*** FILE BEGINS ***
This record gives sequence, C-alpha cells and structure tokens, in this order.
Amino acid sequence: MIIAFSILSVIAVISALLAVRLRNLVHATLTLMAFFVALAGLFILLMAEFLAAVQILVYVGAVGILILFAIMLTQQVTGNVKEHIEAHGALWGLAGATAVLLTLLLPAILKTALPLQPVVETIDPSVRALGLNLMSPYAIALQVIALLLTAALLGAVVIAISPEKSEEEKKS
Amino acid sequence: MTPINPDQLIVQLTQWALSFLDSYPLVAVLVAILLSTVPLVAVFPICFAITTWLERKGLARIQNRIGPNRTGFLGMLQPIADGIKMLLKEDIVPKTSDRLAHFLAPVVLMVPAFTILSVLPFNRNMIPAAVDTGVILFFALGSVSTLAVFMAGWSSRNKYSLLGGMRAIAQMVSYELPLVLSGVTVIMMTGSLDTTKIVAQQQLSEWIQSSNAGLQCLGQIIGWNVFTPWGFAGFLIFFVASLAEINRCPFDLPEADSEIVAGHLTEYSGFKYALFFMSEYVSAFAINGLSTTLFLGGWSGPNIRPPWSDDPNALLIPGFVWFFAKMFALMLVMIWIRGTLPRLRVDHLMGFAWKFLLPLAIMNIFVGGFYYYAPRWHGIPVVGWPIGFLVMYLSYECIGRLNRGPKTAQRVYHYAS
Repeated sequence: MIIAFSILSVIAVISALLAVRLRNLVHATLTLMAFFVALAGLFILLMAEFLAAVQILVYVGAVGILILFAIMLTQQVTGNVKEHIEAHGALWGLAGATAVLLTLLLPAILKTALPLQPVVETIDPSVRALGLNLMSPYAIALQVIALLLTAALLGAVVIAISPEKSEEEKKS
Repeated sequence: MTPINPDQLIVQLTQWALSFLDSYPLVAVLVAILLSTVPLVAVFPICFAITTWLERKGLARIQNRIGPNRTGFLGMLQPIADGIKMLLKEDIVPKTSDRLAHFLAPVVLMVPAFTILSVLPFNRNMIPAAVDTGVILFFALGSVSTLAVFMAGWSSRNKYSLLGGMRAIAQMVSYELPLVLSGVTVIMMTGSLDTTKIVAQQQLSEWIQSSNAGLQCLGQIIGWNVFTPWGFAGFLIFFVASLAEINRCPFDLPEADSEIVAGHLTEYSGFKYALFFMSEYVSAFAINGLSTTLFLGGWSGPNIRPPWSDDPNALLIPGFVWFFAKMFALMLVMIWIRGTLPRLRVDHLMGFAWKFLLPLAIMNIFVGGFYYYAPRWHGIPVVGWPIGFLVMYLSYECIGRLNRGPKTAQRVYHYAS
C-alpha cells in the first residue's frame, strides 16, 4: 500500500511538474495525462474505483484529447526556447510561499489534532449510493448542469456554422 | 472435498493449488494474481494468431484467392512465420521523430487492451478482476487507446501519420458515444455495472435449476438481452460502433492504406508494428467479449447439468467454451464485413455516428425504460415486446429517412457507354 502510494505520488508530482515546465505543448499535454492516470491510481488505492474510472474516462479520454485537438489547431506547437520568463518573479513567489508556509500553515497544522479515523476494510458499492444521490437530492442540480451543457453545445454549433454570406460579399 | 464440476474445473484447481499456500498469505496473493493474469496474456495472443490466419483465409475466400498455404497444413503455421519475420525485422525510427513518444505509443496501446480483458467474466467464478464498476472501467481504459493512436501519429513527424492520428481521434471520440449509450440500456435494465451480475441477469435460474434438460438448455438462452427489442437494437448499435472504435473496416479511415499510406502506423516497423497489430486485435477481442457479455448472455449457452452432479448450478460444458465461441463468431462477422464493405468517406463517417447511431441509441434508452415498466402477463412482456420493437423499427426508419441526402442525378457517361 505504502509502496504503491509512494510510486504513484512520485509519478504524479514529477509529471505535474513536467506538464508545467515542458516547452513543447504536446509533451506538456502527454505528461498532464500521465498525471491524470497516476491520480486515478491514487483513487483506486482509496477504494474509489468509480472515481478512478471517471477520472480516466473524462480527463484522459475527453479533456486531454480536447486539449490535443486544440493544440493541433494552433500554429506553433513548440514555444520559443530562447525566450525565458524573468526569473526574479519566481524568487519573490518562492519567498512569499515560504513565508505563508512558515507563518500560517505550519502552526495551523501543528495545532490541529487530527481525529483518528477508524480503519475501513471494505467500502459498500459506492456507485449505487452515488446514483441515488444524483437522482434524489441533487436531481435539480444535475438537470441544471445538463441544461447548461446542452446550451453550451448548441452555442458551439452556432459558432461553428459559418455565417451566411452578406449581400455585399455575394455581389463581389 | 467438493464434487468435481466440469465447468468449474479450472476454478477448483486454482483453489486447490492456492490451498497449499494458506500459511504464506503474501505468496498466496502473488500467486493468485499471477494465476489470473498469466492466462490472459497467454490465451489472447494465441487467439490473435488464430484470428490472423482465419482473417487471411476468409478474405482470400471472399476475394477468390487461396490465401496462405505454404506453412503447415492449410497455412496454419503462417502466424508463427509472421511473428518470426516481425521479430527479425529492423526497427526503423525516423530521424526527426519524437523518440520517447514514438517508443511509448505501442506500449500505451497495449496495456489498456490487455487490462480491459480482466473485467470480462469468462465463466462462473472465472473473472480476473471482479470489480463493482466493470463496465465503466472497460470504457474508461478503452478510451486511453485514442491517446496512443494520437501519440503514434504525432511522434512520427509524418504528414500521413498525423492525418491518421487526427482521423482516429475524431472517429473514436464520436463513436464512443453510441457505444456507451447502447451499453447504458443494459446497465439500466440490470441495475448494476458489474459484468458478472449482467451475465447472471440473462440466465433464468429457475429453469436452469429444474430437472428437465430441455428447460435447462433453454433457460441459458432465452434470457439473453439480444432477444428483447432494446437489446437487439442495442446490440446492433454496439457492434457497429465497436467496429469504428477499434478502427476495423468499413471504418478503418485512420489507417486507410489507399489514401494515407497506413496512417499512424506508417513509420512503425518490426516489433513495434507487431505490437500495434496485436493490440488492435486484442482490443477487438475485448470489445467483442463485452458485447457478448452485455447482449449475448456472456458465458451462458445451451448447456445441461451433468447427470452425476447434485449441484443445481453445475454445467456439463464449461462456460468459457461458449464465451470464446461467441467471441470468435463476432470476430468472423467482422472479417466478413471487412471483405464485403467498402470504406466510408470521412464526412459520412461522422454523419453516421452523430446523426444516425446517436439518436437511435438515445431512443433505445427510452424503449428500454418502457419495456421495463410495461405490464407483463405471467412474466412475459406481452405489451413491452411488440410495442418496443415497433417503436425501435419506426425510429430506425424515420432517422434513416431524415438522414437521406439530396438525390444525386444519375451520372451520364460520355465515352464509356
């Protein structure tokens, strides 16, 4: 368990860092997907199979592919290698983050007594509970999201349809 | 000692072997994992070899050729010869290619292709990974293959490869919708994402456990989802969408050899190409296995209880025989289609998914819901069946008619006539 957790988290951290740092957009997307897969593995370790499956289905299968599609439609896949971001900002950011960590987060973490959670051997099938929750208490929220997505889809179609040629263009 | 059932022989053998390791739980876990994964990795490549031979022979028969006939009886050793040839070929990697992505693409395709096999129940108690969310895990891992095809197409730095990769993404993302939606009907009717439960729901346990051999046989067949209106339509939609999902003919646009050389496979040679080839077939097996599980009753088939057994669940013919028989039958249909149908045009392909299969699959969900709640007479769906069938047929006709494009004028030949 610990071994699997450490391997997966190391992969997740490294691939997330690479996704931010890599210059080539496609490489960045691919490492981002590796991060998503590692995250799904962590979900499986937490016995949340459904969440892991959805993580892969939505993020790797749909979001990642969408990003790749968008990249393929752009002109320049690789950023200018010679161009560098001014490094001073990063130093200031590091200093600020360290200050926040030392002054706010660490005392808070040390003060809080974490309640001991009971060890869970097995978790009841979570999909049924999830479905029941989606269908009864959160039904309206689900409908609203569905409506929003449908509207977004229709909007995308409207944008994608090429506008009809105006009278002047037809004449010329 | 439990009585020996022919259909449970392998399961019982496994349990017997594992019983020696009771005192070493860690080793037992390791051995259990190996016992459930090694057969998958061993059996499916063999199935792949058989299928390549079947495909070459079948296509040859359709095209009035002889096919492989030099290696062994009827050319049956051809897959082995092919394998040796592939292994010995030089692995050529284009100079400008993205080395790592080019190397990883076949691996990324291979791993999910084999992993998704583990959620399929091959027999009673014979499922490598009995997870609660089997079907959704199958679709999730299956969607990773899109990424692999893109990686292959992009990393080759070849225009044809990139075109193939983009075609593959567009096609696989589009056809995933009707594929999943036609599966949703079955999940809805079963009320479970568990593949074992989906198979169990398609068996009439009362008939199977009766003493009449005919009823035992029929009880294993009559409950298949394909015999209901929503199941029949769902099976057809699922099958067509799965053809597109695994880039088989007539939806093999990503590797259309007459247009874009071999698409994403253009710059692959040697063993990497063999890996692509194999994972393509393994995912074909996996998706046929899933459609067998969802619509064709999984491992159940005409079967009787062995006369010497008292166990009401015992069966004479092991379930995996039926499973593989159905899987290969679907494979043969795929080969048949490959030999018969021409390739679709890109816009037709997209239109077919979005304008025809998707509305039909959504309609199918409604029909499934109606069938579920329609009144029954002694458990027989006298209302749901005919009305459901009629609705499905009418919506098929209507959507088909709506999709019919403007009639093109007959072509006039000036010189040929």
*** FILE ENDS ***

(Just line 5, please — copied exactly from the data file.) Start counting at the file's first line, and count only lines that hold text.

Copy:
Repeated sequence: MTPINPDQLIVQLTQWALSFLDSYPLVAVLVAILLSTVPLVAVFPICFAITTWLERKGLARIQNRIGPNRTGFLGMLQPIADGIKMLLKEDIVPKTSDRLAHFLAPVVLMVPAFTILSVLPFNRNMIPAAVDTGVILFFALGSVSTLAVFMAGWSSRNKYSLLGGMRAIAQMVSYELPLVLSGVTVIMMTGSLDTTKIVAQQQLSEWIQSSNAGLQCLGQIIGWNVFTPWGFAGFLIFFVASLAEINRCPFDLPEADSEIVAGHLTEYSGFKYALFFMSEYVSAFAINGLSTTLFLGGWSGPNIRPPWSDDPNALLIPGFVWFFAKMFALMLVMIWIRGTLPRLRVDHLMGFAWKFLLPLAIMNIFVGGFYYYAPRWHGIPVVGWPIGFLVMYLSYECIGRLNRGPKTAQRVYHYAS